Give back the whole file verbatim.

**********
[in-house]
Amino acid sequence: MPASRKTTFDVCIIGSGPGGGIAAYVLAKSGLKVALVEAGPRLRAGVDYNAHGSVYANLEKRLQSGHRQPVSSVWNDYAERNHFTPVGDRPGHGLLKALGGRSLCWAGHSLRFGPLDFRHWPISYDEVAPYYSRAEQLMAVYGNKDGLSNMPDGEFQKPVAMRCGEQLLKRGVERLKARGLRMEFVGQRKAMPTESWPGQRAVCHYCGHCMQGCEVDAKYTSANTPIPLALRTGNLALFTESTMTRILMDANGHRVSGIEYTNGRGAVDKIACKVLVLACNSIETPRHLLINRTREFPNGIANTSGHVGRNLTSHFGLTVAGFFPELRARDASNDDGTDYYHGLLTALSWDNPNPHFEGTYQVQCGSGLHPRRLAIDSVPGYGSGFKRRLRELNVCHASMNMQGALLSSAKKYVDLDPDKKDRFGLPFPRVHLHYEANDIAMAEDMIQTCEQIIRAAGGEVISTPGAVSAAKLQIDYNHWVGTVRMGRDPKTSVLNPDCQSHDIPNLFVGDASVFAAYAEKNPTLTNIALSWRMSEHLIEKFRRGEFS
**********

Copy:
[in-house]
Amino acid sequence: MPASRKTTFDVCIIGSGPGGGIAAYVLAKSGLKVALVEAGPRLRAGVDYNAHGSVYANLEKRLQSGHRQPVSSVWNDYAERNHFTPVGDRPGHGLLKALGGRSLCWAGHSLRFGPLDFRHWPISYDEVAPYYSRAEQLMAVYGNKDGLSNMPDGEFQKPVAMRCGEQLLKRGVERLKARGLRMEFVGQRKAMPTESWPGQRAVCHYCGHCMQGCEVDAKYTSANTPIPLALRTGNLALFTESTMTRILMDANGHRVSGIEYTNGRGAVDKIACKVLVLACNSIETPRHLLINRTREFPNGIANTSGHVGRNLTSHFGLTVAGFFPELRARDASNDDGTDYYHGLLTALSWDNPNPHFEGTYQVQCGSGLHPRRLAIDSVPGYGSGFKRRLRELNVCHASMNMQGALLSSAKKYVDLDPDKKDRFGLPFPRVHLHYEANDIAMAEDMIQTCEQIIRAAGGEVISTPGAVSAAKLQIDYNHWVGTVRMGRDPKTSVLNPDCQSHDIPNLFVGDASVFAAYAEKNPTLTNIALSWRMSEHLIEKFRRGEFS